In conjunction with the interdisciplinary activities of the National Institute for Mathematical and Biological Synthesis (NIMBioS), a seminar series on topics in mathematical biology will be hosted at NIMBioS every other Tuesday at 3:30 p.m. (unless otherwise noted). While the Hallam Auditorium, Room 206, is being renovated, seminars will be held in Room 105, Claxton Building, 1122 Volunteer Blvd. Seminar speakers will focus on their research initiatives at the interface of mathematics and many areas of the life sciences. Light refreshments will be served in the 1st floor visitor breakroom beginning 30 minutes before each talk. Faculty and students from across the UT community are welcome to join us.
Time/Date: Tuesday, November 5, 2013, 3:30 p.m.*
Location: Room 105, Claxton Building, 1122 Volunteer Blvd.
Speaker: Dr. Clemente Aguilar, NIMBioS postdoctoral fellow
Topic: Computational characterization of GPI-anchored proteins in Trypanosoma cruzi and their potential use as vaccine candidates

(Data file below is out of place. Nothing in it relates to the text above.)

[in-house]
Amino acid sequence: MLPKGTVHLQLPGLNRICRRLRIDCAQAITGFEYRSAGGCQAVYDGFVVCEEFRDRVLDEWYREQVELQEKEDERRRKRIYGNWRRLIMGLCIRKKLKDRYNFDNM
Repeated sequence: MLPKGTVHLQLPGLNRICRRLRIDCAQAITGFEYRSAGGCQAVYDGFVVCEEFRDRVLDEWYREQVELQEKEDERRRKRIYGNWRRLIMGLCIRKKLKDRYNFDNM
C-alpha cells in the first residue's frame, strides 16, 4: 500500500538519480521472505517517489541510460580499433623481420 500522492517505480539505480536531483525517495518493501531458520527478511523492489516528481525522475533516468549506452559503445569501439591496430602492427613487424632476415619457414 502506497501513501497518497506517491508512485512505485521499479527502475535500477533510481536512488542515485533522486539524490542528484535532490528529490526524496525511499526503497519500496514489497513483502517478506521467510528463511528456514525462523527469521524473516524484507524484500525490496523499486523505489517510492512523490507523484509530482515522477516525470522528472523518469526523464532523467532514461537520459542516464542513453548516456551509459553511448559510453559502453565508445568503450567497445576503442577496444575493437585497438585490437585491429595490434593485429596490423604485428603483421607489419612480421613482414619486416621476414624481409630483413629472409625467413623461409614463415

Abstract: The plasma membrane of the causative agent of Chagas' disease, the parasite Trypanosoma cruzi, is covered with a dense, protective surface coat. This surface coat is a monolayer of millions of variant surface glycoproteins (VSG) that protect the parasite from the innate immune system and, through antigenic variation, against the specific host immune response. Most VSGs in the parasite are proteins attached to the cell membrane via glycosylphosphatidylinositol (GPI) anchors. A better understanding of GPIs could lead to the discovery of new anti-trypanosome drugs or a preventive vaccine against the disease. Liquid chromatography tandem mass spectrometry (LC-MS/MS) is often the technique of choice for characterizing GPIs. However, experimental samples consist of thousands of MS spectra, each of which is a complex piece of data that must be analyzed to extract relevant information about the biomolecules. These data sets are often noisy and therefore require sophisticated and robust tools that are capable of efficiently processing the information. No computational tool for characterizing the chemical structures of GPI is available to date. In this talk I will describe a proposed computational approach for the identification and characterization of GPIs in LC-MS/MS datasets. Additionally, the role of GPIs as vaccine candidates will be discussed.
*Join us for refreshments at 3 p.m. in the 1st floor visitor breakroom.
Seminar Flyer (pdf)
For more information about this and other NIMBioS Seminars, visit http://www.nimbios.org/seminars.